When I sit in temple, it is often with a strong sense of hypocrisy. Judaism is a small part of my life, one I am never quite sure I want to focus on at all, mostly because I have a visceral opposition to wholehearted beliefs that often serve to separate people rather than bring them together. These are philosophies, not truths, as no one knows much for sure and no one, surely, should use their beliefs against others.
I am asked often why, then, I have my children in Hebrew School, why I show up on the High Holidays and other times throughout the year, times that I can remember well as important moments in my own childhood. The answer I come to every time is that I feel it is important to carve out time in one's life and in the lives of our children to think and talk about the bigger questions, the ones no textbook can answer, the ones we spend our whole lives figuring if we choose to face them at all.
The student rabbi at Kolot Chayeinu, Molly Kane, spoke on Rosh Hashanah about the coming year, asking us congregants to think hard about what we want from it. She guided us to practice "Mindfulness, not fear" in the face of God's awesomeness and dread.
I love that. Preaching fearlessness is so crucial. It is this kind of advice that made me choose this particular temple. They are not mired only in the scripture and psalms, but their modern approach mirrors the best in other religions and life practices, their wisdom intended as a way to help one live a more examined, fulfilling life.
As I walked with my children to the family service in the afternoon, the kicking and screaming about going to temple having finally abated but the walk deemed "boring," I spoke of this "mindfulness" Molly had spoken of, about how the commonality between all great thinkers (Da Vinci, Thomas Jefferson, Einstein) was actually never being bored, never taking any little thing for granted but, instead, looking at what is in order to see what could be.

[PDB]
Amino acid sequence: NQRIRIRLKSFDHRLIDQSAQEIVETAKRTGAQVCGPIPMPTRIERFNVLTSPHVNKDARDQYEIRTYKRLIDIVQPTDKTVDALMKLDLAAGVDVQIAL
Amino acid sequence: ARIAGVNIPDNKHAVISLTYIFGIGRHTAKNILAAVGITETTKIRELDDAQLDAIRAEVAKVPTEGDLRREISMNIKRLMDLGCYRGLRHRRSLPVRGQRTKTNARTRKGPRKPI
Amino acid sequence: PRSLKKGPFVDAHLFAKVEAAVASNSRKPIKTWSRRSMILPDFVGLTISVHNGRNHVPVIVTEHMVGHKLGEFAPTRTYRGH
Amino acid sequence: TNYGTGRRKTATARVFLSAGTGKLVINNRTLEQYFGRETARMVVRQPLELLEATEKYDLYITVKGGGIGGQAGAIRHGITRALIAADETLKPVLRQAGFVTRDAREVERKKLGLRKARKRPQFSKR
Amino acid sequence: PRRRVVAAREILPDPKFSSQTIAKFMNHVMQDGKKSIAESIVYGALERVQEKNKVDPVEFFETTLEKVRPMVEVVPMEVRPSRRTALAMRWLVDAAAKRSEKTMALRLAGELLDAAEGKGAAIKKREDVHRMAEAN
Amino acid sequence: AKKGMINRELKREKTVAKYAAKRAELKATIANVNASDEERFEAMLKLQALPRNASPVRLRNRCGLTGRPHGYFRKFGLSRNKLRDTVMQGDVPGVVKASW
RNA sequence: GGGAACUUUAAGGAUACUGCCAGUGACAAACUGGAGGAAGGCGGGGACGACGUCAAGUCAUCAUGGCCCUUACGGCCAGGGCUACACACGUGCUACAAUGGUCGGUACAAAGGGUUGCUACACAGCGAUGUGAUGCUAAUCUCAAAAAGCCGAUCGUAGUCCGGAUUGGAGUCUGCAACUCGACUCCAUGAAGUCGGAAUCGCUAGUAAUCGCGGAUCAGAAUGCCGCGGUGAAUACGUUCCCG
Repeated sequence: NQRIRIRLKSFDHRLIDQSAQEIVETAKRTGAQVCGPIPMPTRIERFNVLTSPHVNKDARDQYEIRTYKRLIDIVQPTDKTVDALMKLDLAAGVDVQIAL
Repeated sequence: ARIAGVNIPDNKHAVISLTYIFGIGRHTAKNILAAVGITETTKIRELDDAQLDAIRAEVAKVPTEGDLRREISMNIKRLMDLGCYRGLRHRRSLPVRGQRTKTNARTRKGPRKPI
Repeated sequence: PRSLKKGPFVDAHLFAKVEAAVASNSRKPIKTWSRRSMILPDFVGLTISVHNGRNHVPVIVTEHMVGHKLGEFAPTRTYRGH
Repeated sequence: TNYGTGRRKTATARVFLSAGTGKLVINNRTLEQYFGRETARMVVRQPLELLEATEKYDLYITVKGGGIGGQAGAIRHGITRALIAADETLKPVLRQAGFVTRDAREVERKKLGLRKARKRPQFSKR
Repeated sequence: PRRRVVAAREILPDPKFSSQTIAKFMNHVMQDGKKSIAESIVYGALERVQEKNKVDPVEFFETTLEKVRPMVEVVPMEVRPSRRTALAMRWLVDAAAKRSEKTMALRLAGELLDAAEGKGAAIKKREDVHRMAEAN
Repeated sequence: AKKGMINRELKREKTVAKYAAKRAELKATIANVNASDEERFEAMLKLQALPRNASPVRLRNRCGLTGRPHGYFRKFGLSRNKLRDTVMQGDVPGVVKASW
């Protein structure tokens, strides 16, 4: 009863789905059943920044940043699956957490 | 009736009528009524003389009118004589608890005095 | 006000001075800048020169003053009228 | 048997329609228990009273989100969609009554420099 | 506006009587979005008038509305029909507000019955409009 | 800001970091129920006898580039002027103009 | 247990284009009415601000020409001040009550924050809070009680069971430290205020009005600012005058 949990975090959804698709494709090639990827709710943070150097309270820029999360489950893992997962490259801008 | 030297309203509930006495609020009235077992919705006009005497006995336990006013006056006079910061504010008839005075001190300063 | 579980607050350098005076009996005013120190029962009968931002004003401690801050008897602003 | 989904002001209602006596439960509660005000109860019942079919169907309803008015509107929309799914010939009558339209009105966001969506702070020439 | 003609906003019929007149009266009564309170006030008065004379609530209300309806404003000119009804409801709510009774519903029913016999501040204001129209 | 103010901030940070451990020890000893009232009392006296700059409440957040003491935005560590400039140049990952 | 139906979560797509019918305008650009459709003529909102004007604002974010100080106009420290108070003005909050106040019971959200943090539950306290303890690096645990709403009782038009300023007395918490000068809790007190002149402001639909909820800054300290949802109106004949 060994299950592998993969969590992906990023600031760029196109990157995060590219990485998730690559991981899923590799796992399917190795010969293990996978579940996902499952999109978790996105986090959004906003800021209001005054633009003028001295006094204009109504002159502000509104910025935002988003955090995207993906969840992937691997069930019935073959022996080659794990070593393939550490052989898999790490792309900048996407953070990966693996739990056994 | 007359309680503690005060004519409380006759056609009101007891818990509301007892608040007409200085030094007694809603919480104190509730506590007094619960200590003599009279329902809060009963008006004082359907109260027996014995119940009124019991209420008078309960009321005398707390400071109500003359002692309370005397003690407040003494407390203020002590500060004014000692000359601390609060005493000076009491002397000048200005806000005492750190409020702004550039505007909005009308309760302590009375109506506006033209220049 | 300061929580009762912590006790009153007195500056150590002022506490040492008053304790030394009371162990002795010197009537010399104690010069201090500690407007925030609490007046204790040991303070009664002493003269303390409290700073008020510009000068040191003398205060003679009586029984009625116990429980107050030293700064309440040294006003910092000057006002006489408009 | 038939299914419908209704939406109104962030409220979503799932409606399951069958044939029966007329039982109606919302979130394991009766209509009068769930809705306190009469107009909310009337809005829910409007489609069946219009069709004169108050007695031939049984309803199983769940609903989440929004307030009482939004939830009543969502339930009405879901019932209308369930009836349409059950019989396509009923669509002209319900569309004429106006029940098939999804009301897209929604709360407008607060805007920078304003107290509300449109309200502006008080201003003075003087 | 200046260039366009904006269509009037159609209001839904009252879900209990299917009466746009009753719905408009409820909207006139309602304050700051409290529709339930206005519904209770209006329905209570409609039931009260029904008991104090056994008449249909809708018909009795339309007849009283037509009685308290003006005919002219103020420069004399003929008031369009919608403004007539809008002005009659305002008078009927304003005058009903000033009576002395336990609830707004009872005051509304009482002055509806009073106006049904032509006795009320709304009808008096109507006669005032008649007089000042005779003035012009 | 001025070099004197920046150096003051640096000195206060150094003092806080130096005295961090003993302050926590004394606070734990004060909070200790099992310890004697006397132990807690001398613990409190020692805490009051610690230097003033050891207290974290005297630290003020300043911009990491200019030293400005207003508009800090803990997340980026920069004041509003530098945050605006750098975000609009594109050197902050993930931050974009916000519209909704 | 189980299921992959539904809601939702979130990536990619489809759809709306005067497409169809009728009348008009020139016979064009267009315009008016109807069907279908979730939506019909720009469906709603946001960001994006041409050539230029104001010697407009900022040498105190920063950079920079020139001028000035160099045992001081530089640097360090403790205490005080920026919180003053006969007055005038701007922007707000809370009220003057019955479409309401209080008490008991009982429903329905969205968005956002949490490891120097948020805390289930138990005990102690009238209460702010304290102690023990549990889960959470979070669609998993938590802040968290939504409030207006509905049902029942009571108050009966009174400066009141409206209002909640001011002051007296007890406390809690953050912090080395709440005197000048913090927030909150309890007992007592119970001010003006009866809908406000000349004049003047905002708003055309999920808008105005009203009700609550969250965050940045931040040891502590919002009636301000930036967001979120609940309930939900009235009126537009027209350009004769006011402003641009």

"We have to notice everything, question every little thing in order to learn and create new things," I said.
The rest of the walk was filled with them, somewhat sardonically, pointing out every little thing they saw on the buildings and on the sidewalks as we moved along, like molasses. I began to question my own advice...But, really, paying attention is the greatest skill I can help teach my children, the greatest lesson I myself continue to learn in any way possible.
I am not completely sold on one practice, as no one thing can ever quite do the trick, I'm afraid, and it seems smarter to take a bit of what every culture has created over time to help answer the unanswerable questions. Of late, in addition to temple, I have been splitting my spiritual time between researching my daily Facebook tarot reading on sites including http://www.biddytarot.com/, and taking wisdom from Ayurvedic practices suggested to me by a great bartender we met in London who grew up on the island of Mauritius.
Ayurveda is an amazing intuitive 5,000-year-old Indian practice of balancing one's mind and body through diet, excercise and spiritual meditations, a "Science of Life," the "art of living in harmony with nature," according to Lissa Coffey, a psychotherapist, sociologist and best-selling author who is a pervasive media presence translating the ancient practice into modern lifestyle terms. I took her quiz at http://www.whatsyourdosha.com/ despite much ribbing from my brother-in-law, who was himself exploring a highly digestively disruptive cleanse to get back on track himself.
We are all of us seeking if we're smart. I give big gold stars to Ms. Kane, Ms. Coffey and anyone trying to help people figure how best to move forward, how best to manage our lives in a meaningful mindful way.